What would you say to someone considering joining policing? If you really want to make a difference, and want a rewarding yet challenging job, go for it! Just apply – I would say to any single parents or parents with responsibilities. I know it might be daunting for them to join and they might be having second thoughts, or they might be thinking about whether they can do it. I would just tell them, from my experience, if I can do it, they can do it too. I know it is hard, but it is possible.
Following the success of her tweet, ITV News Meridian spoke to Manpreet at the beginning of 2023 about her career and why she wants to encourage other single parents to join policing – watch the video to learn more:
International Women’s Day 2023: Women supporting each other
On International Women’s Day 2023, we acknowledge PC Manpreet Thiara and DC Molly Holland’s friendship, developed during their Police Officer training period at TVP’s Training Centre at Sulhamstead. Ever since they have been supporting each other when they needed it most:
PC Manpreet Thiara: “During training school I met Molly and soon became really good friends. Molly’s mother was a single full time working mum so she knew how hard it is to juggle kids and work. Once we were deployed to our stations, Molly saw me struggling with the childcare, so she kindly offered to support. Since then Molly has become part of my family, often spending her rest days with me and my kids, who address her as ‘’aunty’’. Thank you Molly for being such a great friend, for understanding my struggles and for supporting me. DC Molly Holland is an inspirational woman and police officer.”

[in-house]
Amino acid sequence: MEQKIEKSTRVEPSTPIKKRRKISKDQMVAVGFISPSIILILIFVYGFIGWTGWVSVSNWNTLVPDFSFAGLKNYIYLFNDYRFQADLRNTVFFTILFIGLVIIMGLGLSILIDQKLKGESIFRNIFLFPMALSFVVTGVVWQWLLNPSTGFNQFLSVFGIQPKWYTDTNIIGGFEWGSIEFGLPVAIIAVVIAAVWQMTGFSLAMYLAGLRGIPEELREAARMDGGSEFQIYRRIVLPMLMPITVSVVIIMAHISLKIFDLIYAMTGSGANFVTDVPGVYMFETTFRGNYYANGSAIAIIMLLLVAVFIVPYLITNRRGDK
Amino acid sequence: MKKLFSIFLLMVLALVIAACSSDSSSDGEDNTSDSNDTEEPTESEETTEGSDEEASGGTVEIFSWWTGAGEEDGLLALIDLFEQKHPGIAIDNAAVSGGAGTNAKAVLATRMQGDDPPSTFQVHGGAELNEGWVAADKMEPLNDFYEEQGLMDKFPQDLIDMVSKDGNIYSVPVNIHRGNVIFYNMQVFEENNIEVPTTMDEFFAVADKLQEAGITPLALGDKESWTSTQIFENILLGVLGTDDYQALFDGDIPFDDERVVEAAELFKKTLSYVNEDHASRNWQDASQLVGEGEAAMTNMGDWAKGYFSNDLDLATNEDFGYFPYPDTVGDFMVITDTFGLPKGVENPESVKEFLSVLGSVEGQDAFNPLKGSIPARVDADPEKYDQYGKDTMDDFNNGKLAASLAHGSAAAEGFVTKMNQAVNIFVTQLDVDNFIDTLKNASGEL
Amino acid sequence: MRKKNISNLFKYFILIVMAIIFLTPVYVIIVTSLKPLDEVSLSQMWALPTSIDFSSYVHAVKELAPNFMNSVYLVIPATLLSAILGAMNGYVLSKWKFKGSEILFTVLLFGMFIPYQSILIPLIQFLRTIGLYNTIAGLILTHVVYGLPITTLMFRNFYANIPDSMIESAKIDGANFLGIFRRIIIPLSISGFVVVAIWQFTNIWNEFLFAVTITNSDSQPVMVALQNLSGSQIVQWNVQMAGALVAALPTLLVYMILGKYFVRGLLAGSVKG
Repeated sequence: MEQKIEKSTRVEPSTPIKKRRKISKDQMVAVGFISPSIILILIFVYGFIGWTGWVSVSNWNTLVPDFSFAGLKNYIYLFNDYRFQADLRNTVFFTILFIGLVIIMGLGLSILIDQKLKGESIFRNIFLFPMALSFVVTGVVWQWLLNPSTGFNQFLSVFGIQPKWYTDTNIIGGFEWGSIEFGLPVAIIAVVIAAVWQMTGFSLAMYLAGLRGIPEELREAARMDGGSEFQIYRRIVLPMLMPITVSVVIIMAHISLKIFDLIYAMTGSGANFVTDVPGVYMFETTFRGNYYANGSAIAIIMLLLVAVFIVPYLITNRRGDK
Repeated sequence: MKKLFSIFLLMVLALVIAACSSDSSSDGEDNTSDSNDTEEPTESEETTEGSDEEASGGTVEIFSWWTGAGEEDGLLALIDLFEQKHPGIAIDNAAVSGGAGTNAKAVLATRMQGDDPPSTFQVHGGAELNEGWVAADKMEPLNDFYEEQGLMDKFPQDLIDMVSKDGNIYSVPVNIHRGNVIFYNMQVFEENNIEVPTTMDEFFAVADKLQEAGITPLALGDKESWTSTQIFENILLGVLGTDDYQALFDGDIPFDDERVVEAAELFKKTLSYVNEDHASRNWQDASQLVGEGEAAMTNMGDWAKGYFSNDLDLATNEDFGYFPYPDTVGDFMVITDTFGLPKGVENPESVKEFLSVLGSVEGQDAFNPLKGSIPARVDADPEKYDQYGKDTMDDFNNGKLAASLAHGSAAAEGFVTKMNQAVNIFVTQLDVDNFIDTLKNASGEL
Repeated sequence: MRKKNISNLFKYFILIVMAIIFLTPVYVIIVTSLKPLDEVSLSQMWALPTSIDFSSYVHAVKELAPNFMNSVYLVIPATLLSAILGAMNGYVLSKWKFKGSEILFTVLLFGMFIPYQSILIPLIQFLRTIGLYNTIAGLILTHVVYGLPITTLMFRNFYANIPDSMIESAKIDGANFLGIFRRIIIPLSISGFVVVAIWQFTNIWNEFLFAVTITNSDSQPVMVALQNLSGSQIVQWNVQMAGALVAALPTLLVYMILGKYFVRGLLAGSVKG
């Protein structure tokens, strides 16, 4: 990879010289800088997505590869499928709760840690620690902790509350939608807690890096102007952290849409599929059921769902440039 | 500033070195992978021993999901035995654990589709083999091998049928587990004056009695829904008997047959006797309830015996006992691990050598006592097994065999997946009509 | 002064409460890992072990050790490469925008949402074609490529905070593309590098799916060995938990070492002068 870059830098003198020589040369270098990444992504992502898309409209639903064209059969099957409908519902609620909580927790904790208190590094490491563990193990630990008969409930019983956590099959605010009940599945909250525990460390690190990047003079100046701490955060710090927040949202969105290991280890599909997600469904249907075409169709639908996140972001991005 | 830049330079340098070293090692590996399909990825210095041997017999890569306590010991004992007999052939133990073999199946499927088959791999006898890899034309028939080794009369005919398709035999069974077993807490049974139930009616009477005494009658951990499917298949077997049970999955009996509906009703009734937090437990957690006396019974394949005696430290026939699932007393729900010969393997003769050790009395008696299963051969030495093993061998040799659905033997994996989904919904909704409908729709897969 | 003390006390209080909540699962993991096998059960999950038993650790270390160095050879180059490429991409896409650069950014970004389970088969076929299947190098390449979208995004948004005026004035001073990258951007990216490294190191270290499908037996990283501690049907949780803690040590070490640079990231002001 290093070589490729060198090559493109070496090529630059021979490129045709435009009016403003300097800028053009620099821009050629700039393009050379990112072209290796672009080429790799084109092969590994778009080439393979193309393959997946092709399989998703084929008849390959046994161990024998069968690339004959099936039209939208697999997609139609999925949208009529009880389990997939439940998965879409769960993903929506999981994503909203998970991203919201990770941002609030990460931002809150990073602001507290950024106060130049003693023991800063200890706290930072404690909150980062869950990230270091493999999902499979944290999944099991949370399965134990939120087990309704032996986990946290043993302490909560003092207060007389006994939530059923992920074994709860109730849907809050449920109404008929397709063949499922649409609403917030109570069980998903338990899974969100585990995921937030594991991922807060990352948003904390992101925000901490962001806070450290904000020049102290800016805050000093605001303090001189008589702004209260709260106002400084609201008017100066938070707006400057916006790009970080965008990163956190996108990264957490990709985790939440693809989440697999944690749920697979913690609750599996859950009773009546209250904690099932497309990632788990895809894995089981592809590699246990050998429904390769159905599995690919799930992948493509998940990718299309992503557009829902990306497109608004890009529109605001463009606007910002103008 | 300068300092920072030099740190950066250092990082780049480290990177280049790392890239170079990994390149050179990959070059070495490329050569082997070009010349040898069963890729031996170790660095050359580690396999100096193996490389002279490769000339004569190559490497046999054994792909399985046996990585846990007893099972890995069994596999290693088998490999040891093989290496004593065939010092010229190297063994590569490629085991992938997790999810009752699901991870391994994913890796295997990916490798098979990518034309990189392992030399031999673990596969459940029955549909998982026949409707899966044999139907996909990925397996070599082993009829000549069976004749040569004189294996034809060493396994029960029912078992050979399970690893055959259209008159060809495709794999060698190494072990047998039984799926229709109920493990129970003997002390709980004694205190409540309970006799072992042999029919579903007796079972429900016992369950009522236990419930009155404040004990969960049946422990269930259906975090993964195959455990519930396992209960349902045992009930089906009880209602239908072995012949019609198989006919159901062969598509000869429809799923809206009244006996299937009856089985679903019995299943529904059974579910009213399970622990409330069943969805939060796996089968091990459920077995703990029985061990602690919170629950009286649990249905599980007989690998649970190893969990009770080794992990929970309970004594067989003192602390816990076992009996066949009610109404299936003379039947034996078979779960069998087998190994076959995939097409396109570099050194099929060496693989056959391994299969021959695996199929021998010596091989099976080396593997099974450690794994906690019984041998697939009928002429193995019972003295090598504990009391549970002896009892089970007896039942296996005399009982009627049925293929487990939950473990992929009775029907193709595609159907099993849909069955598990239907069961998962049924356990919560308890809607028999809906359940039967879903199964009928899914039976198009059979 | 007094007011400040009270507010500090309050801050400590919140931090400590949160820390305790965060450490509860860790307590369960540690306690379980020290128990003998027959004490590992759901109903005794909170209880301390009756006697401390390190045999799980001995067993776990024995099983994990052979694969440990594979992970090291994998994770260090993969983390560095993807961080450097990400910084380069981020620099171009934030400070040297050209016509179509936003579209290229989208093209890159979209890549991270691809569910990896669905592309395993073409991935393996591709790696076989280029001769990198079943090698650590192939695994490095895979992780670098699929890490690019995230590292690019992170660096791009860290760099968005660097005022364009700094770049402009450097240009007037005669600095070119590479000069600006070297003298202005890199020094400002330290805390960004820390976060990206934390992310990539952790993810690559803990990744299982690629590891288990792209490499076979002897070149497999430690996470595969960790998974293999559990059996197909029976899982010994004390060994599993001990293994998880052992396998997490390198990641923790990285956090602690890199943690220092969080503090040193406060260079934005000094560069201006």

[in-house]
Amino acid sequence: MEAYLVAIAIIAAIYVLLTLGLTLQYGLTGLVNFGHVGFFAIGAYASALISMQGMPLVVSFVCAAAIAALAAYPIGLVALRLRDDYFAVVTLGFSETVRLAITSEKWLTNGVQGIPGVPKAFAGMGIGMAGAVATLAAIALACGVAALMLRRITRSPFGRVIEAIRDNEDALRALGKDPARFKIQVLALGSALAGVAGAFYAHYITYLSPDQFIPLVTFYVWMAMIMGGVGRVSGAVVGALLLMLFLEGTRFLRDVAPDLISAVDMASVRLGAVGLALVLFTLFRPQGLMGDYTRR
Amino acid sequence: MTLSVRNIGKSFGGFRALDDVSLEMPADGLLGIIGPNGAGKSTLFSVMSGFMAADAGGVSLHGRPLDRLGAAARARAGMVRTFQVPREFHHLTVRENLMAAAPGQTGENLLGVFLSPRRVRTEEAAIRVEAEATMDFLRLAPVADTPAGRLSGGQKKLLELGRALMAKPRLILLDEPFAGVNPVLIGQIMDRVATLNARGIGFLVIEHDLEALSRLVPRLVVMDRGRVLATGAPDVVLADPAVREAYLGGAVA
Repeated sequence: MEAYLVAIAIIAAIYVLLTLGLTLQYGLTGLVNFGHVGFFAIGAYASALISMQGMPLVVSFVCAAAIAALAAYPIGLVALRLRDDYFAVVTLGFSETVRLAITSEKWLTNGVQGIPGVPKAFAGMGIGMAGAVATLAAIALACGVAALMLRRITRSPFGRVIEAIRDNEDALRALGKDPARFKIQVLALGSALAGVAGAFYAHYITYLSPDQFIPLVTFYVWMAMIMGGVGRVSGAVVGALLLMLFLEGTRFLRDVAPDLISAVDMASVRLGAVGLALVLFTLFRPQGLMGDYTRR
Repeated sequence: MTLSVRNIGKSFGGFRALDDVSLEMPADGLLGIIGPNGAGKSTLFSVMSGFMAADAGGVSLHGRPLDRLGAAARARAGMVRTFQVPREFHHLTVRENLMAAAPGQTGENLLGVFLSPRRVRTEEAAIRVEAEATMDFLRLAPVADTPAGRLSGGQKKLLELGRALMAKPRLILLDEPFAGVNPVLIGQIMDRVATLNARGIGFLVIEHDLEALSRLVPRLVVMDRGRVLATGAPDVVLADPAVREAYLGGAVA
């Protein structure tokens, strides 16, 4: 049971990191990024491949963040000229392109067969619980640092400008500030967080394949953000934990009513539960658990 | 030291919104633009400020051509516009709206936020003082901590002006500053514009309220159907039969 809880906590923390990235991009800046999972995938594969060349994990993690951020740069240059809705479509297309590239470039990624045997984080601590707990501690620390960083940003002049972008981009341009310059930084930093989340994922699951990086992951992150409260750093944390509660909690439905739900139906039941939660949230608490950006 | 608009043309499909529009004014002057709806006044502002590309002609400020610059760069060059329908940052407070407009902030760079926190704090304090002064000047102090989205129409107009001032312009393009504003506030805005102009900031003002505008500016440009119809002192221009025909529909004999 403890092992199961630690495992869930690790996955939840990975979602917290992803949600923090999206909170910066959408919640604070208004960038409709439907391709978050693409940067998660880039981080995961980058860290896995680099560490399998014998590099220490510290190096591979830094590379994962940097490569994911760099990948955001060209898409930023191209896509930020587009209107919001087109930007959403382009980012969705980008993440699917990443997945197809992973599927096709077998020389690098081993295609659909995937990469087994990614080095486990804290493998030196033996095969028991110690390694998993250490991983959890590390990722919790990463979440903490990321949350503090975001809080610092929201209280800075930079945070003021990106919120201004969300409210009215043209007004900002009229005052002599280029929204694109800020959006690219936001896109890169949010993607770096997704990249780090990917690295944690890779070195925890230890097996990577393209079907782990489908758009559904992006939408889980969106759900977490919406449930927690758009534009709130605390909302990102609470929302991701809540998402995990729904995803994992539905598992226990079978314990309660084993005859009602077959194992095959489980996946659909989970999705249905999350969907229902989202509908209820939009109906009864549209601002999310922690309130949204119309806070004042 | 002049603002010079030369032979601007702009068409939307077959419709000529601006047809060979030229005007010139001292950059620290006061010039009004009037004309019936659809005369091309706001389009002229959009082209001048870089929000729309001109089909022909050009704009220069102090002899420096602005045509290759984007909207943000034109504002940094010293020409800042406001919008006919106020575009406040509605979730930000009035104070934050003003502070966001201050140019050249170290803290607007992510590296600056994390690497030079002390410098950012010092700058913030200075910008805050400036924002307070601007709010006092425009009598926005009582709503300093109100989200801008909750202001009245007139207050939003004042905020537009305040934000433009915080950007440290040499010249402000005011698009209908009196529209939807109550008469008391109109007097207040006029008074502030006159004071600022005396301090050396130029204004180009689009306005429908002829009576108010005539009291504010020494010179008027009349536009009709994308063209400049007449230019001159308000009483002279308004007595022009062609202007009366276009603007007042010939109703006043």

DC Molly Holland: “Manpreet and I met in training school, and have been friends since. We were on opposite teams when we went to ICR and I could see she was struggling with the shifts, I was happy to help where I could. My mum was a single mum and I saw how hard it was, I wouldn’t want to watch someone struggle. The kids also loved my two dogs so they were happy to care for them when I had to do late shifts as well. I am glad I am able to help and support another woman in her personal and professional journey.”
Thames Valley Police (TVP) is actively looking for people to be the difference they want to see in their communities. To find out more about a policing career with TVP – including the realities of working on response, initial training, and to apply to become a Police Officer please visit our Police Officer page